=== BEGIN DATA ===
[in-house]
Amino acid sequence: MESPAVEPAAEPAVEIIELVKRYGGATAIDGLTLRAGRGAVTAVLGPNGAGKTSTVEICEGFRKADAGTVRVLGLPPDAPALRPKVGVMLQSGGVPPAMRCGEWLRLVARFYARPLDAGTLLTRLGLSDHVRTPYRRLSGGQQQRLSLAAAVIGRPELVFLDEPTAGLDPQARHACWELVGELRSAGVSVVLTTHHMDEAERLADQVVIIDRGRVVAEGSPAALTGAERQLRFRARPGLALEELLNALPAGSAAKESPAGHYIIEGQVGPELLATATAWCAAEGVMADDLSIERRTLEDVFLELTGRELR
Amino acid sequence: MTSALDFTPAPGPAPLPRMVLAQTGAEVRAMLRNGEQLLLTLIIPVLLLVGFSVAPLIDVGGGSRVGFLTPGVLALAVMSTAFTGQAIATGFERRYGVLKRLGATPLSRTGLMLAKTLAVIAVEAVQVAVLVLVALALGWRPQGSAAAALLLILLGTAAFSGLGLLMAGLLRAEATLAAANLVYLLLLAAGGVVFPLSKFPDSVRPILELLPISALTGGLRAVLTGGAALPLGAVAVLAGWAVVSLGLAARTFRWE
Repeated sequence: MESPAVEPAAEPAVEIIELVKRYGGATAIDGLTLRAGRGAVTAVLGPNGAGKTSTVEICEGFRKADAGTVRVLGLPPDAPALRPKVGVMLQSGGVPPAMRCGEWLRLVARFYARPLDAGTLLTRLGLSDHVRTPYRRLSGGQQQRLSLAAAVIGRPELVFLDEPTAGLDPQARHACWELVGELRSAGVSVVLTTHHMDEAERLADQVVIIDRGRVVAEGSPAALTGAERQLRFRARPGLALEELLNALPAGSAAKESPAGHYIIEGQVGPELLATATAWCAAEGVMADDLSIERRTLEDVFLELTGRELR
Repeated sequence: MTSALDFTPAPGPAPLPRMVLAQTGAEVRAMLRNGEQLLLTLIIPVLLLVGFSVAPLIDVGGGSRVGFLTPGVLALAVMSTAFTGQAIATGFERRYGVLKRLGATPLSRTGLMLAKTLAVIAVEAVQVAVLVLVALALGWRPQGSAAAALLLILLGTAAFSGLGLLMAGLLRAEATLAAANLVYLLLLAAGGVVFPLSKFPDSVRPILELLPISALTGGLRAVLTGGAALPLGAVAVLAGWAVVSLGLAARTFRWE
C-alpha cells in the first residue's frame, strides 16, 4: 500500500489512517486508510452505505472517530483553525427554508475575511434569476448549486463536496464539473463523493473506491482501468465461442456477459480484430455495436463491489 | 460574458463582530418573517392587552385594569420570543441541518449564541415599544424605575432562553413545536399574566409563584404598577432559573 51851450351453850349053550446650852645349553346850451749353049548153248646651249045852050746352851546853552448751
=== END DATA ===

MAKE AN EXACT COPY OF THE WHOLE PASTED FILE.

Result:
[in-house]
Amino acid sequence: MESPAVEPAAEPAVEIIELVKRYGGATAIDGLTLRAGRGAVTAVLGPNGAGKTSTVEICEGFRKADAGTVRVLGLPPDAPALRPKVGVMLQSGGVPPAMRCGEWLRLVARFYARPLDAGTLLTRLGLSDHVRTPYRRLSGGQQQRLSLAAAVIGRPELVFLDEPTAGLDPQARHACWELVGELRSAGVSVVLTTHHMDEAERLADQVVIIDRGRVVAEGSPAALTGAERQLRFRARPGLALEELLNALPAGSAAKESPAGHYIIEGQVGPELLATATAWCAAEGVMADDLSIERRTLEDVFLELTGRELR
Amino acid sequence: MTSALDFTPAPGPAPLPRMVLAQTGAEVRAMLRNGEQLLLTLIIPVLLLVGFSVAPLIDVGGGSRVGFLTPGVLALAVMSTAFTGQAIATGFERRYGVLKRLGATPLSRTGLMLAKTLAVIAVEAVQVAVLVLVALALGWRPQGSAAAALLLILLGTAAFSGLGLLMAGLLRAEATLAAANLVYLLLLAAGGVVFPLSKFPDSVRPILELLPISALTGGLRAVLTGGAALPLGAVAVLAGWAVVSLGLAARTFRWE
Repeated sequence: MESPAVEPAAEPAVEIIELVKRYGGATAIDGLTLRAGRGAVTAVLGPNGAGKTSTVEICEGFRKADAGTVRVLGLPPDAPALRPKVGVMLQSGGVPPAMRCGEWLRLVARFYARPLDAGTLLTRLGLSDHVRTPYRRLSGGQQQRLSLAAAVIGRPELVFLDEPTAGLDPQARHACWELVGELRSAGVSVVLTTHHMDEAERLADQVVIIDRGRVVAEGSPAALTGAERQLRFRARPGLALEELLNALPAGSAAKESPAGHYIIEGQVGPELLATATAWCAAEGVMADDLSIERRTLEDVFLELTGRELR
Repeated sequence: MTSALDFTPAPGPAPLPRMVLAQTGAEVRAMLRNGEQLLLTLIIPVLLLVGFSVAPLIDVGGGSRVGFLTPGVLALAVMSTAFTGQAIATGFERRYGVLKRLGATPLSRTGLMLAKTLAVIAVEAVQVAVLVLVALALGWRPQGSAAAALLLILLGTAAFSGLGLLMAGLLRAEATLAAANLVYLLLLAAGGVVFPLSKFPDSVRPILELLPISALTGGLRAVLTGGAALPLGAVAVLAGWAVVSLGLAARTFRWE
C-alpha cells in the first residue's frame, strides 16, 4: 500500500489512517486508510452505505472517530483553525427554508475575511434569476448549486463536496464539473463523493473506491482501468465461442456477459480484430455495436463491489 | 460574458463582530418573517392587552385594569420570543441541518449564541415599544424605575432562553413545536399574566409563584404598577432559573 51851450351453850349053550446650852645349553346850451749353049548153248646651249045852050746352851546853552448751